Situated on a private stretch of beachfront in Aqaba, the Kempinski Aqaba is a stylish, contemporary-designed hotel with balconied rooms that offer panoramic views over the Red Sea. Terraced swimming pools surrounded by shaded loungers cascade down to the white-sand beach, where you can laze on a daybed. There are a number of restaurants serving everything from pizza to mezze, and the buffet breakfast is superb. The spa features a sauna, steam room, Jacuzzi, rooms for massages and other pampering treatments with products using Dead Sea mud. The hotel also offers a range of watersports, including diving, snorkeling, jet skiing and kayaking.

When to go

It’s best to visit Jordan in spring (March to May), when temperatures are ideal and there are carpets of wildflowers. Summer (June to September) can be uncomfortably hot, and winter (December to February) can be extremely cold in parts of the country.

Entry requirements

Citizens of most countries can obtain a visa on arrival in Jordan for a maximum stay of two months. Visas cost 40 JD (US$56). If you’re going to be in Jordan for more than three nights, consider purchasing a Jordan Pass online ahead of your trip. The pass, which starts at 70JD (US$99), waives visa entry fees, and gives you free entry to more than 40 attractions in Jordan, including Petra.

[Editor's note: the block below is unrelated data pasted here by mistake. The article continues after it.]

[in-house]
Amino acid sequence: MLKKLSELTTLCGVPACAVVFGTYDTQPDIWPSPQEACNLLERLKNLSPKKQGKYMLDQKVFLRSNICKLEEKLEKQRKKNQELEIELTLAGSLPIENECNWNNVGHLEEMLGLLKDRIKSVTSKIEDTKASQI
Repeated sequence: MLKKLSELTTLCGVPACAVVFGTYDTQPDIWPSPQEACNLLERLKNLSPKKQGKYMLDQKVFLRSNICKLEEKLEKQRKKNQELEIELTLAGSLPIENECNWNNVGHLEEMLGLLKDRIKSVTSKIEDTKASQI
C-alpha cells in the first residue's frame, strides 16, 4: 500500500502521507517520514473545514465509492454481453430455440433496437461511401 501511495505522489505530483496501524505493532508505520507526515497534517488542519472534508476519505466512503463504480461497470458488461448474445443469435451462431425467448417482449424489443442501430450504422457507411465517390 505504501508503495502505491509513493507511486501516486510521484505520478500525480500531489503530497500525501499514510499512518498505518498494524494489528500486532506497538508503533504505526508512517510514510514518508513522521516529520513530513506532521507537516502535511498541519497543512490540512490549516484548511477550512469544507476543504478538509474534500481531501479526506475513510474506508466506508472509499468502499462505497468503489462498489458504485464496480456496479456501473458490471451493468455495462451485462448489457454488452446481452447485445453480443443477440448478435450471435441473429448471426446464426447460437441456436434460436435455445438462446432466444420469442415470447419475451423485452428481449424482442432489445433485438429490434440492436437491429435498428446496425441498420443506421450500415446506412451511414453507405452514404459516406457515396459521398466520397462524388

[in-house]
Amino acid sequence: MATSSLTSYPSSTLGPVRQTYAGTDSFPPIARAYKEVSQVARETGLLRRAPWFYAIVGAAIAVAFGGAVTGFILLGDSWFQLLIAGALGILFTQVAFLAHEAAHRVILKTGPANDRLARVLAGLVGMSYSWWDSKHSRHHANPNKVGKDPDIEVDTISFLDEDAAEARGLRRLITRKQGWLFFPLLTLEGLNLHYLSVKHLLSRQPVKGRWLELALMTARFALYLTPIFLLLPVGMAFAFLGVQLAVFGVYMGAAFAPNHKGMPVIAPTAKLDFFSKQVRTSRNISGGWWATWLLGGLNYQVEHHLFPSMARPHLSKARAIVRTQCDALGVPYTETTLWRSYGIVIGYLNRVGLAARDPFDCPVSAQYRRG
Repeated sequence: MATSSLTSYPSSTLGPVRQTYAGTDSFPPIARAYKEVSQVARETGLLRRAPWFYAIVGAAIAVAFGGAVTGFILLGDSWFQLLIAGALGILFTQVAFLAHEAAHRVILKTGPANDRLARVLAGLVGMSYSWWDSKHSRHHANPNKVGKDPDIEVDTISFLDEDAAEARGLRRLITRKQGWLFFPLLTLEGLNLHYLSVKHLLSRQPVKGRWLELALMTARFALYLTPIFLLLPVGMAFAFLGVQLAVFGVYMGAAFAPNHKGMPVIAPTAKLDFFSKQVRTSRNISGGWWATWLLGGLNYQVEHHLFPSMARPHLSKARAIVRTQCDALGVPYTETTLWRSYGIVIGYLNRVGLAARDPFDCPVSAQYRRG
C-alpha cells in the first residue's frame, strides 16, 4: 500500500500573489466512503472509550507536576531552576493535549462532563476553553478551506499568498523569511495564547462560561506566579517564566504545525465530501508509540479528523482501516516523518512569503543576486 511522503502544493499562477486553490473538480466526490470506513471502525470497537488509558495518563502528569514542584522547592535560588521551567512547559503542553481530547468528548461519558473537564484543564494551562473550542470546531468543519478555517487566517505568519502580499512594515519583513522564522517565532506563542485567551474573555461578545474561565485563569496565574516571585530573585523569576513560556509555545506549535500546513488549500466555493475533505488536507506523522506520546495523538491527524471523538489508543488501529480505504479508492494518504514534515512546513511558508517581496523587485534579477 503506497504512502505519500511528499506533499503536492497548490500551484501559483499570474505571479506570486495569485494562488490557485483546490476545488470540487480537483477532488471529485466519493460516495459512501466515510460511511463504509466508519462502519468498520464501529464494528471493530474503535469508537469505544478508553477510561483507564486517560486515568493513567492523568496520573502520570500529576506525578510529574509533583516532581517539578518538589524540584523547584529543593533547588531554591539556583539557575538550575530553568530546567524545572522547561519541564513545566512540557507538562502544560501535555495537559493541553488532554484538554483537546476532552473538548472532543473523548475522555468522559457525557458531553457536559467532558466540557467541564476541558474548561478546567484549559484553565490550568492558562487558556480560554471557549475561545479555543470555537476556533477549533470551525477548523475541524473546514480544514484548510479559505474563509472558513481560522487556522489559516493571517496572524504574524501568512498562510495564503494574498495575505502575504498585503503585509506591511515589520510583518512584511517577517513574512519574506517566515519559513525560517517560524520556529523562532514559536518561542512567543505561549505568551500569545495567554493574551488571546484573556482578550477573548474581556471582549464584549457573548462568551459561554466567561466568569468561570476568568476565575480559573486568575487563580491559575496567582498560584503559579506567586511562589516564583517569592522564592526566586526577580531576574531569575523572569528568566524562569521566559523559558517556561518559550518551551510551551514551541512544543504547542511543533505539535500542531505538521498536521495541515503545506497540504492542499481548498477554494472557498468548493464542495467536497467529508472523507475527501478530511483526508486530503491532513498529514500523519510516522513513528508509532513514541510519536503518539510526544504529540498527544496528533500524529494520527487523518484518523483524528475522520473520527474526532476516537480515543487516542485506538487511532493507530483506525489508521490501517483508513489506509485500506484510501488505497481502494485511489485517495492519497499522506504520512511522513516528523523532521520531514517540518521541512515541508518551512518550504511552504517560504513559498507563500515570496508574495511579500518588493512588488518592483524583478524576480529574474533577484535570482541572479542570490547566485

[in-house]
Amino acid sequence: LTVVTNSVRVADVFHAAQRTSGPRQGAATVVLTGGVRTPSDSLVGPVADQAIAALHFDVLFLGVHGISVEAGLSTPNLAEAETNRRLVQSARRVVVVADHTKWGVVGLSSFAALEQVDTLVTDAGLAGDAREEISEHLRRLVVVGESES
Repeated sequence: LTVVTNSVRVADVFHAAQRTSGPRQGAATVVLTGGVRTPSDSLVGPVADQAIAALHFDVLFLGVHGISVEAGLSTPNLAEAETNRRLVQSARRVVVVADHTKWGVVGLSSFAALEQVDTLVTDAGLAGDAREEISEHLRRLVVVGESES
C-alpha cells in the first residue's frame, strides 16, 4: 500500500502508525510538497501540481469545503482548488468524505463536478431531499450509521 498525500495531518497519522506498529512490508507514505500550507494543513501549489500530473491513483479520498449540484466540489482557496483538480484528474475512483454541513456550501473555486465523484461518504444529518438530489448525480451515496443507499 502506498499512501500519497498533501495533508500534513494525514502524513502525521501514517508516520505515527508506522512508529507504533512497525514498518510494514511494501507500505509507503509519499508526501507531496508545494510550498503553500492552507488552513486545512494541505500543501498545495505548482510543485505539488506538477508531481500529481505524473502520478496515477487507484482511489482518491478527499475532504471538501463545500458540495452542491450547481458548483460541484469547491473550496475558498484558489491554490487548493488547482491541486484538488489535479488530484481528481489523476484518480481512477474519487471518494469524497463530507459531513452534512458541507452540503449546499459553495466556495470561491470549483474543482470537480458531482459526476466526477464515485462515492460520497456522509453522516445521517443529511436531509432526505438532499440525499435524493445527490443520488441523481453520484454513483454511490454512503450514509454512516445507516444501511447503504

Need to know

Jordan’s local currency is the Jordanian Dinar, referred to as JD (jaydee), which is pegged to the US dollar (US$ 1 = 0.7 JD). US dollars are also widely accepted, especially in tourist accommodation and restaurants.

Check with your doctor to find what travel vaccinations you’ll need.

Getting there and around

There are direct flights from Bangkok to Amman on Royal Jordanian Airlines. Flights from other Asian cities route through other Middle Eastern airports such as Dubai, Abu Dhabi, and Doha.

There are a number of rental car agencies at Amman’s Queen Alia International Airport. Driving yourself in Jordan is pretty hassle-free: roads are generally good, and you can easily navigate using Google Maps.

It’s not necessary to hire a 4×4, but if you have a sedan then you will need to make pick-up arrangements for some accommodation places such as Feynan Ecolodge (you’ll leave your car in a nearby village and get a lift in a pickup truck).


Text by Sarah Duff
Photos by Sarah Duff and Joseph C Lawrence